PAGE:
Every October 1st, Canadian seniors enjoy a double dose of appreciation. In 1990, the U.N. declared the date to be the official “International Day of Older Persons,” and in 2011, Canada followed suit by putting its own annual October 1st “National Seniors Day” on the calendar.
The special recognition is intended as a “tribute to the seniors who have helped build our country and continue to make valuable contributions to our communities, workplaces and families,” according to Alice Wong, Minister of State for Seniors. While she encourages Canadian retirement communities to fill the day with light-hearted celebrations, the event is a serious part of Wong’s larger focus on reducing social isolation and depression among the elderly population.
Here are some ways you can take advantage of the reminder to reach out to seniors in your life on National Seniors Day:
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You might arrange to bring a meal to an elderly loved ones, have coffee with a retired neighbor, visit an acquaintance in the hospital, or just take the time to stop and make conversation during your daily errands. If possible, spend the type of focused, one-on-one time that will allow you to ask people meaningful questions about themselves.
Texting, email and social media have all become primary channels of communication, but even if your grandparents spend more time on Facebook than you do, they would probably be happily surprised by, and appreciate, a phone call, especially once they realize you’re calling just to chat.
Do you need specific help with your technique in making a particular family delicacy? That could make the perfect opportunity for your grandmother or great aunt to give you a tutorial. Even if not, discussing favorite recipes and food-related memories can be a fun way to get to know anyone better, even friends and family members. What did your grandma’s parents make for weeknight dinners and special celebrations? What were her favorite foods as a child? Now is the time to find out.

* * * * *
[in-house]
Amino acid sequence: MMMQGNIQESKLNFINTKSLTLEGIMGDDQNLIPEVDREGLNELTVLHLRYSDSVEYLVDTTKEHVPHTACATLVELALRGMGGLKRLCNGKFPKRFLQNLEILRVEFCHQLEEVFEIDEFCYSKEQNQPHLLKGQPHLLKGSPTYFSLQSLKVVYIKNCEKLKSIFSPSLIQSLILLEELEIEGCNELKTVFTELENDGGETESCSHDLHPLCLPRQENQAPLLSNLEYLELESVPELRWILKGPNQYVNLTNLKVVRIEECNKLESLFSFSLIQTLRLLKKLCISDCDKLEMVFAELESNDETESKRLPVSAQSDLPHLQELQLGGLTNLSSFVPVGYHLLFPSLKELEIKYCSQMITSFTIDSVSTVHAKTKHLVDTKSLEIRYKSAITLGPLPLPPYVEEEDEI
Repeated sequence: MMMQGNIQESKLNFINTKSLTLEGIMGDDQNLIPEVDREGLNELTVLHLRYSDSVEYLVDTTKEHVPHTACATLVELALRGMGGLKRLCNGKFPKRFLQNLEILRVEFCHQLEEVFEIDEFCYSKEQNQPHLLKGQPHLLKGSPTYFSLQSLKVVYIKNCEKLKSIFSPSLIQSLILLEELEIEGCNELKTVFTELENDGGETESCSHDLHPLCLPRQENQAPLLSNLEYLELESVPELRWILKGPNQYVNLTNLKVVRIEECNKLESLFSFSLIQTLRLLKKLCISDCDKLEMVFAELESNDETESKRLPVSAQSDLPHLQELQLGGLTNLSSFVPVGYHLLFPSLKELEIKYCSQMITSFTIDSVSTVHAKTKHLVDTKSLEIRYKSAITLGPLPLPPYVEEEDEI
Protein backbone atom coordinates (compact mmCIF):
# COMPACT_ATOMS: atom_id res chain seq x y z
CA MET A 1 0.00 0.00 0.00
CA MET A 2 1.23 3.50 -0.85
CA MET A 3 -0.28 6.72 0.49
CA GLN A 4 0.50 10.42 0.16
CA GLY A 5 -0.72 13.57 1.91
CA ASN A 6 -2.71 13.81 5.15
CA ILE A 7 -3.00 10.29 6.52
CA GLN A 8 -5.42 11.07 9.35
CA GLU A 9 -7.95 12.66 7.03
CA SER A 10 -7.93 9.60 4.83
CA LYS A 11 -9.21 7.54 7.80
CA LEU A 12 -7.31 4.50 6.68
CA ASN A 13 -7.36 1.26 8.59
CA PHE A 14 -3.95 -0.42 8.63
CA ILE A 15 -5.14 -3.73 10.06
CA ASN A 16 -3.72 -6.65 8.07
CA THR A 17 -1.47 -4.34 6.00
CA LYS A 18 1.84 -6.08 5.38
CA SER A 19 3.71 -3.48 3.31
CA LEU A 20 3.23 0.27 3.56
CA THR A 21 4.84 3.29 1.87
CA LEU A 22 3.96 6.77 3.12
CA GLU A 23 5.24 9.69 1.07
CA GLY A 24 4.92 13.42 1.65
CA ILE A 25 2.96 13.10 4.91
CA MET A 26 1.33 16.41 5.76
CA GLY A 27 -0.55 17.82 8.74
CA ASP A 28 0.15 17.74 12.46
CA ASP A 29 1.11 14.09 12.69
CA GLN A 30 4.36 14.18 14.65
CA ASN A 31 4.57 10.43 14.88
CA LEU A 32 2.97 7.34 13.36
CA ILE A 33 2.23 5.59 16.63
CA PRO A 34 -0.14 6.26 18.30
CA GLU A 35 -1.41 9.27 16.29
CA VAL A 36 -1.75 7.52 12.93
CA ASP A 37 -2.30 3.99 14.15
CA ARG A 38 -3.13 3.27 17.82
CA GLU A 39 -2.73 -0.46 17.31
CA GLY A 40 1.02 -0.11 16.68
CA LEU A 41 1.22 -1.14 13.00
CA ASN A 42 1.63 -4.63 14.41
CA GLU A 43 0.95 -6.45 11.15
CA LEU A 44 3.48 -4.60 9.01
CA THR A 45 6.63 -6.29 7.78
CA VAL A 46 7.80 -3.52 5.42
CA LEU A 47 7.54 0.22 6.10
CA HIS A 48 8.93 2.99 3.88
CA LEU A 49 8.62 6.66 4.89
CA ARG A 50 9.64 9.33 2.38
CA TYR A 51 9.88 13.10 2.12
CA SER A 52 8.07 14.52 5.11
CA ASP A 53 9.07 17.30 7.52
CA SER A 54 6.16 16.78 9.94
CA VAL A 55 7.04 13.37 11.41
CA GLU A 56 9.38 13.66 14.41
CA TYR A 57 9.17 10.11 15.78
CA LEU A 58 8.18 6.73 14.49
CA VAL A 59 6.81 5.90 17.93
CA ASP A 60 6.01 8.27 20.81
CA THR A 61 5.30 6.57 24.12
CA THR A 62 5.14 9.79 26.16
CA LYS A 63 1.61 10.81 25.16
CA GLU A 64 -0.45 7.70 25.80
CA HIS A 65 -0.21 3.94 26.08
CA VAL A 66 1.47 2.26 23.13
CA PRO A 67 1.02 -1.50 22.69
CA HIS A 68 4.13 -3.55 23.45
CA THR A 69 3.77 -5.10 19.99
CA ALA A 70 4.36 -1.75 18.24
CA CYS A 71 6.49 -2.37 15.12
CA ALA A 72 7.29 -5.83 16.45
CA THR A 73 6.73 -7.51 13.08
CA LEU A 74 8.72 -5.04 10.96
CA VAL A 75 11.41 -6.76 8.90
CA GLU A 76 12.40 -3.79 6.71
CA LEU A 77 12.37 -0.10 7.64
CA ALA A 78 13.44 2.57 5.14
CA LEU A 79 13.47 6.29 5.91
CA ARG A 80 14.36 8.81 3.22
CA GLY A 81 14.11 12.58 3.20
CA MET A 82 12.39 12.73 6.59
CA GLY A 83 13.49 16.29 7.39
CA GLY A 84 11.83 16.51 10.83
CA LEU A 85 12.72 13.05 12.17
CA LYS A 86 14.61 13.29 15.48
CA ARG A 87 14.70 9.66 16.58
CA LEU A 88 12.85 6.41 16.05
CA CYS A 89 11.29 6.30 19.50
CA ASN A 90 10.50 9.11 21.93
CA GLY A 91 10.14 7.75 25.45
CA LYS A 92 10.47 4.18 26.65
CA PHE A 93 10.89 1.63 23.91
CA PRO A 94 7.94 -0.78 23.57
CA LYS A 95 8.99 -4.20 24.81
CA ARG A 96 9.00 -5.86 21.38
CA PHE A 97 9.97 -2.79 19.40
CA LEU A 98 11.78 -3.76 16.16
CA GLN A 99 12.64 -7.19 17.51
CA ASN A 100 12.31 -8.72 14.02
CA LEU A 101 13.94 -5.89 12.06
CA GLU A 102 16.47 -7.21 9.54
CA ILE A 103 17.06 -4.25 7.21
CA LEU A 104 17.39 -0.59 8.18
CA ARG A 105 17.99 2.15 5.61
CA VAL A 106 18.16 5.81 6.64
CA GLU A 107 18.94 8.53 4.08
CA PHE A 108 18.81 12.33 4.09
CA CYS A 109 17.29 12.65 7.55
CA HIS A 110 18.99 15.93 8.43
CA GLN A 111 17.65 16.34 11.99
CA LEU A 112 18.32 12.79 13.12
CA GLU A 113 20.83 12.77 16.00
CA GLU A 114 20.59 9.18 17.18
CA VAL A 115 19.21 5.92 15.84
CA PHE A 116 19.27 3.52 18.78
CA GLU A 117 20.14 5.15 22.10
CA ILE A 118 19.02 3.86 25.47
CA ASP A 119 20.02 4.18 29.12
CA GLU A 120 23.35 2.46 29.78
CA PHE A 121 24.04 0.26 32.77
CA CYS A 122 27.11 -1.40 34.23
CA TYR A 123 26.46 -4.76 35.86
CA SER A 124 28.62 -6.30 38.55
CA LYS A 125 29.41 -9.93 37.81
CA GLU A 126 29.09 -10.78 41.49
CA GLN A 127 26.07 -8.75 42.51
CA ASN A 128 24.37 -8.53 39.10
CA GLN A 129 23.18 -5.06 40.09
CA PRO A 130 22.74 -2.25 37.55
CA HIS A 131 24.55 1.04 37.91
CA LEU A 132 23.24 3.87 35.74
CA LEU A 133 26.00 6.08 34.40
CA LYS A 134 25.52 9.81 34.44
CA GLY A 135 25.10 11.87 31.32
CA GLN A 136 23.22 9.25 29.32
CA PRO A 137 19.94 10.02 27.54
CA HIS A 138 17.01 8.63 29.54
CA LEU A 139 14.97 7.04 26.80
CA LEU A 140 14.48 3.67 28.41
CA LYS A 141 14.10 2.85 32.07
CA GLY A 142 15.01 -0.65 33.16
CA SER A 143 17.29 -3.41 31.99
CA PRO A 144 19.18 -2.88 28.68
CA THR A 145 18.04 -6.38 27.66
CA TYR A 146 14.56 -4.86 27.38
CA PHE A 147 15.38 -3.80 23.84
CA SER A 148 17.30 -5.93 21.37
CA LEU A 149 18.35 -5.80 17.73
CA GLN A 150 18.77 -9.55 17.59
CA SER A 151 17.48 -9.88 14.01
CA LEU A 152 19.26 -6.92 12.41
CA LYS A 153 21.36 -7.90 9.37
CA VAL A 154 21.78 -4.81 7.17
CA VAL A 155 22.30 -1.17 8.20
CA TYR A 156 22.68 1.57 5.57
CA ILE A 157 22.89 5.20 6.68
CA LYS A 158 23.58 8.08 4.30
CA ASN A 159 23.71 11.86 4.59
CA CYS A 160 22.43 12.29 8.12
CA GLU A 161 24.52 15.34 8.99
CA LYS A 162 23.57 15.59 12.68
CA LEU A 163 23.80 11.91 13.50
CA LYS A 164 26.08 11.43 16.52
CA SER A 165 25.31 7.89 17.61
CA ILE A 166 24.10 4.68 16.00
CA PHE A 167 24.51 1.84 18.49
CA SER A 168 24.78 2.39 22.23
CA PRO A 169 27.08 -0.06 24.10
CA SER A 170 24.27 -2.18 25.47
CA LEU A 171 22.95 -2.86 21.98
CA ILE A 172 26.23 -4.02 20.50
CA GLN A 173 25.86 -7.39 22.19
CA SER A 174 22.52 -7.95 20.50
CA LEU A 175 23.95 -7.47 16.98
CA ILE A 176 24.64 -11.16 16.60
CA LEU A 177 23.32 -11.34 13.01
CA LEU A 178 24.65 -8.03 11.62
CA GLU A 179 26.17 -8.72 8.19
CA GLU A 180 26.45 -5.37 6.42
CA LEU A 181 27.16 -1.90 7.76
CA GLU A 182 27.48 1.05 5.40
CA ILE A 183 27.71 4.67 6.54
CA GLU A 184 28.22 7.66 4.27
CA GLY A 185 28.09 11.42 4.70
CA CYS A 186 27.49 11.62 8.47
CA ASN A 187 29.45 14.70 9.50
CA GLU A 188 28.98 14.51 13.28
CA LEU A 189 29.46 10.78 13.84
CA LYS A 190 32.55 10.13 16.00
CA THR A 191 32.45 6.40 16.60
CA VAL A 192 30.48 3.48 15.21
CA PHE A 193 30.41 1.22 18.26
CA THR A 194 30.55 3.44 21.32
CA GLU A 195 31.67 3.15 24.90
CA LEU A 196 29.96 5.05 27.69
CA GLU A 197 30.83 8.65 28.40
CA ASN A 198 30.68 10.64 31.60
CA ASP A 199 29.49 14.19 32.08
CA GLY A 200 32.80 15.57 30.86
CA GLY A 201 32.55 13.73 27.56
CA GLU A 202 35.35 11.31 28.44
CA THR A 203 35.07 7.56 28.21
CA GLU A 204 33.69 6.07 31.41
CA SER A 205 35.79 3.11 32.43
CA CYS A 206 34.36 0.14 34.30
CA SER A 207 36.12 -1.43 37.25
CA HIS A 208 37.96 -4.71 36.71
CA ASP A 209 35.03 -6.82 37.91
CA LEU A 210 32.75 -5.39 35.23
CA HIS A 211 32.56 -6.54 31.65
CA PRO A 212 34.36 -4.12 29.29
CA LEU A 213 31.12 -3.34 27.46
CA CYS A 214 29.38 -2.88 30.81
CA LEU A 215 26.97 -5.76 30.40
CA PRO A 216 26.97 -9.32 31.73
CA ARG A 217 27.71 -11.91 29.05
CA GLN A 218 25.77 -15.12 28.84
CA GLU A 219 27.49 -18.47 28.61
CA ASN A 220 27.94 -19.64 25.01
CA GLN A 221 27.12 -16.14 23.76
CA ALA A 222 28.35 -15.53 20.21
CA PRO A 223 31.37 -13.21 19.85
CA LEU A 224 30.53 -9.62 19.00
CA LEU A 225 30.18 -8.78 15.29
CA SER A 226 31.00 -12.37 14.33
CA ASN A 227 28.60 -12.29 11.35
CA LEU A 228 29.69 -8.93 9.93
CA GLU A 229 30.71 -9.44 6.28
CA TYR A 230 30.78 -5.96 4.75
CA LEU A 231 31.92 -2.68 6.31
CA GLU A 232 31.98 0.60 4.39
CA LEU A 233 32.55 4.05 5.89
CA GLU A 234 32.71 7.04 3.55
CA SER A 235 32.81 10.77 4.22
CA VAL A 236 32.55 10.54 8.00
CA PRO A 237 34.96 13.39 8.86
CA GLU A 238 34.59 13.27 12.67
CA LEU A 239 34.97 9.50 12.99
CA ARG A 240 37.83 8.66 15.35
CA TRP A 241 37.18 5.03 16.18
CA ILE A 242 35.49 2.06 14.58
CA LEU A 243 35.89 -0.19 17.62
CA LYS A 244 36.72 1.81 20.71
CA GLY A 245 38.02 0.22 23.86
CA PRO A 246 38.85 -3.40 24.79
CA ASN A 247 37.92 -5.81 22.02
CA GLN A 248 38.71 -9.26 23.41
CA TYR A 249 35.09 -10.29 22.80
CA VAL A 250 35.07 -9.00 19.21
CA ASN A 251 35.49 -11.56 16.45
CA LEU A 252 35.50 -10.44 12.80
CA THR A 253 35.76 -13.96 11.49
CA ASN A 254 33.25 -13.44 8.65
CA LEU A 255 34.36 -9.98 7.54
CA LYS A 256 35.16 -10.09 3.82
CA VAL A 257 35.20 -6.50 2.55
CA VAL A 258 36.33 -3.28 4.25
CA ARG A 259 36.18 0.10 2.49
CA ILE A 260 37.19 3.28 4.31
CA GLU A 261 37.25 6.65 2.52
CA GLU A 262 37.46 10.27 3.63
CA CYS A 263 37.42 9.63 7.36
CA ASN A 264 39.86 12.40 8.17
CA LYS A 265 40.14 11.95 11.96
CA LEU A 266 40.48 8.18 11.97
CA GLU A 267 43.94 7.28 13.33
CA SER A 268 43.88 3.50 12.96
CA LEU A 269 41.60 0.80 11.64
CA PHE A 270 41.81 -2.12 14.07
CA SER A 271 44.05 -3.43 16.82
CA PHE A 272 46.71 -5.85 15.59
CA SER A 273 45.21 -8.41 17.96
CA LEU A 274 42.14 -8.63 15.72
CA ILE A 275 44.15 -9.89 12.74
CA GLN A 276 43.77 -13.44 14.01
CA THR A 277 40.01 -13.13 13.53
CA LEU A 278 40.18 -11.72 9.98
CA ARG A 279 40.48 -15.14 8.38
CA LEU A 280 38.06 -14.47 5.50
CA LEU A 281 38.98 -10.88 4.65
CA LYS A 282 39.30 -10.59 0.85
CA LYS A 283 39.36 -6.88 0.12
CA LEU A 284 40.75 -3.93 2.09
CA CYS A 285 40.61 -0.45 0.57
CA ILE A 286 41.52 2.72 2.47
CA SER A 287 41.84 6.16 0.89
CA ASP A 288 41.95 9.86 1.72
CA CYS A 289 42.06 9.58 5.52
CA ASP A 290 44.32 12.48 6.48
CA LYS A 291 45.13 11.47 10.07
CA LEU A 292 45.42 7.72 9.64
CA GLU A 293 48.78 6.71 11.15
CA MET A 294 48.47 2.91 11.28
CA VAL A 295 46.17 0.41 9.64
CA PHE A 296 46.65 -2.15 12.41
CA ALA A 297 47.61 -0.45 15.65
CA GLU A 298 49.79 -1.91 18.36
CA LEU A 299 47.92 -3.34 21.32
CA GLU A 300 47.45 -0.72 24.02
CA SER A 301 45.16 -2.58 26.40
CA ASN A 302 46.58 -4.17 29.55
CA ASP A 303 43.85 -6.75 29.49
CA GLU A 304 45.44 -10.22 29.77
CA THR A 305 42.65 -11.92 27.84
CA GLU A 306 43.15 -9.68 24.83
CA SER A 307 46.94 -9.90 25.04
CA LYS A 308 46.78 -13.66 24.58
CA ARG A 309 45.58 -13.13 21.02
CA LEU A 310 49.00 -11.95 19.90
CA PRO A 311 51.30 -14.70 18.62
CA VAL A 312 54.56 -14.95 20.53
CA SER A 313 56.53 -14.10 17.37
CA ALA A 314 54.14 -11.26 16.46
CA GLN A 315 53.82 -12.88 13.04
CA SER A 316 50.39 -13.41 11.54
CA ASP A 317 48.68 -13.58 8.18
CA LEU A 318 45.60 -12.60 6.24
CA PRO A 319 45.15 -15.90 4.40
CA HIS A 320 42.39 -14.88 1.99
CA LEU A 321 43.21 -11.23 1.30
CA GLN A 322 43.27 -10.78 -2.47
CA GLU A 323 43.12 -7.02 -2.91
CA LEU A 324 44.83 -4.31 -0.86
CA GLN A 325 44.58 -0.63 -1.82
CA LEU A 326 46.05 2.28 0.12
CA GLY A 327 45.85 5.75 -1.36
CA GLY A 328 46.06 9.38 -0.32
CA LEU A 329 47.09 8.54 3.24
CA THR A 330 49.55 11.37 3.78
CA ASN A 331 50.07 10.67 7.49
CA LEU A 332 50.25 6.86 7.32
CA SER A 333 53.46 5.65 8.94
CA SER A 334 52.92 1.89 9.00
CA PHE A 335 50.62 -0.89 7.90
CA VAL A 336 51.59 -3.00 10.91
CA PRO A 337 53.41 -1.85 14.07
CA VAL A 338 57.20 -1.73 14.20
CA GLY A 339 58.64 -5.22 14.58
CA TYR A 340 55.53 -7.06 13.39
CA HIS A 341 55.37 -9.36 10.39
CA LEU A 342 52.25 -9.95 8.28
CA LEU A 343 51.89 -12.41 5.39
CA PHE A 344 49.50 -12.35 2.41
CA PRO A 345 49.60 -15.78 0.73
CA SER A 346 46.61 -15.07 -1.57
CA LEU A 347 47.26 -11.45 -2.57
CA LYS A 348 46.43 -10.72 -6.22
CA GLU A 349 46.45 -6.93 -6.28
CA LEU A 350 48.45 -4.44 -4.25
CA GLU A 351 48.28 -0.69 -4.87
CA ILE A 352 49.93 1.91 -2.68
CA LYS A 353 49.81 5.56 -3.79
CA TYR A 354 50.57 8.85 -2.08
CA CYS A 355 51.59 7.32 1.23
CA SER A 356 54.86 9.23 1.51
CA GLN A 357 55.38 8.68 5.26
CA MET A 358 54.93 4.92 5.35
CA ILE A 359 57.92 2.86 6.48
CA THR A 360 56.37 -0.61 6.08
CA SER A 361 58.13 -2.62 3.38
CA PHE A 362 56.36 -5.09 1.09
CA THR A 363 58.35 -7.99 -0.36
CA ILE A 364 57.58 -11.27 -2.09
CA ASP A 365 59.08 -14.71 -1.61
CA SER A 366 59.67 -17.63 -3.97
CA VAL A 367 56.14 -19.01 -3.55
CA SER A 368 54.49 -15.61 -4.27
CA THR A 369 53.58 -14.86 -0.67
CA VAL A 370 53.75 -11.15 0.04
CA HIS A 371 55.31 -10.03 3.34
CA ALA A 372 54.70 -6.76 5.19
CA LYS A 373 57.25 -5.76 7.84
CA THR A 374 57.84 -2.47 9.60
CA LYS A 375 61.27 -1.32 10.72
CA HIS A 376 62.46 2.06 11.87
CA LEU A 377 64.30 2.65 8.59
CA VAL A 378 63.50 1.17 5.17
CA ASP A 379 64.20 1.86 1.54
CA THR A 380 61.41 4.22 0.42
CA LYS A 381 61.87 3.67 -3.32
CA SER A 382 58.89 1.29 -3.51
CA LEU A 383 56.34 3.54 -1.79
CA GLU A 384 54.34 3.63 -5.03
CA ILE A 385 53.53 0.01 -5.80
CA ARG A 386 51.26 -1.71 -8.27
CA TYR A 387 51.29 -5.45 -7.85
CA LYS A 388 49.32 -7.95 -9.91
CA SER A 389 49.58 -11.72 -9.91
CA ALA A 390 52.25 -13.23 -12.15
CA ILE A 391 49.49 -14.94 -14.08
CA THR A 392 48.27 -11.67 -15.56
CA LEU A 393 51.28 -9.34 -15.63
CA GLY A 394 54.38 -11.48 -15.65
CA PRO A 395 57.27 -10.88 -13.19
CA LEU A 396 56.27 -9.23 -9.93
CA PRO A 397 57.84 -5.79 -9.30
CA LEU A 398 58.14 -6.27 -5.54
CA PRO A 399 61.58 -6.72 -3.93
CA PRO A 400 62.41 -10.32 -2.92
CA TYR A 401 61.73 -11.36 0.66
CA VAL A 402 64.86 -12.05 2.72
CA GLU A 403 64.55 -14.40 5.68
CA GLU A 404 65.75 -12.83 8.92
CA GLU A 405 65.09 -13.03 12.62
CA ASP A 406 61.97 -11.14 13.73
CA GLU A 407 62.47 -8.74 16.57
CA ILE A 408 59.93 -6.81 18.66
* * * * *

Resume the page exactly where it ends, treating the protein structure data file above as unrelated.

From walking your neighbor’s dog to driving your grandfather to his doctor’s appointment, to raking leaves in a special someone’s yard — life is full of easy opportunities to pitch in and lend a helping hand. If you’re worried about being overly intrusive, keep it simple and breezy — call your elderly neighbor on your way to the grocery store and ask her if she needs anything or if she’d like to come with you.
Contrary to what you might expect, there are plenty of ways you can help out, even on a one-time basis. Whether you want to host a game night, lead a workshop, or just spend a few hours helping with simple administrative tasks, the regular staff is sure to welcome your participation.
If you’re doing this with family, keep in mind that it might also be fun to ask what boxes of “out-takes” might be lying around. Or, you could ask to see your grandparents’ yearbooks or wedding albums. You might be surprised at how much of your own family’s photographic record you haven’t seen.
Using what you already know as a starting point, try asking specific questions about events. What made your grandfather choose to join the Navy? Why did your grandmother’s family move from Toronto to Vancouver when she was in high school? Who taught your uncle to drive a car? Of course, if you have a genealogy buff in the family, it can be fun to learn about your ancestors, too.
A little friendly competition and mental exercise is good for everyone. If you don’t have several family favorites to choose from, you could have your grandparents teach you their favorite card game, then teach them yours.
Or, be really brave and get out the slide projector. See if you can review a dozen or so versions of Christmas morning or annual summer beach trips in chronological order.
It can be surprisingly hard to say “thank you,” especially when you suspect that the recipient of your thanks may feel awkward about receiving it, or not know how to respond. However, it’s important to recognize the people who have genuinely helped you make the best of yourself. A sincere, hand-written note is likely to be treasured, especially if you avoid generalities like “thank you for all you’ve done for me,” in favor detailing specific actions and they effect they had on you.
Feeling inspired? Share these helpful tips so others can celebrate the special seniors in their lives!
What are your favorite ways to show appreciation for the seniors in your life? How do you celebrate National Seniors Day? Share your story in the comments below.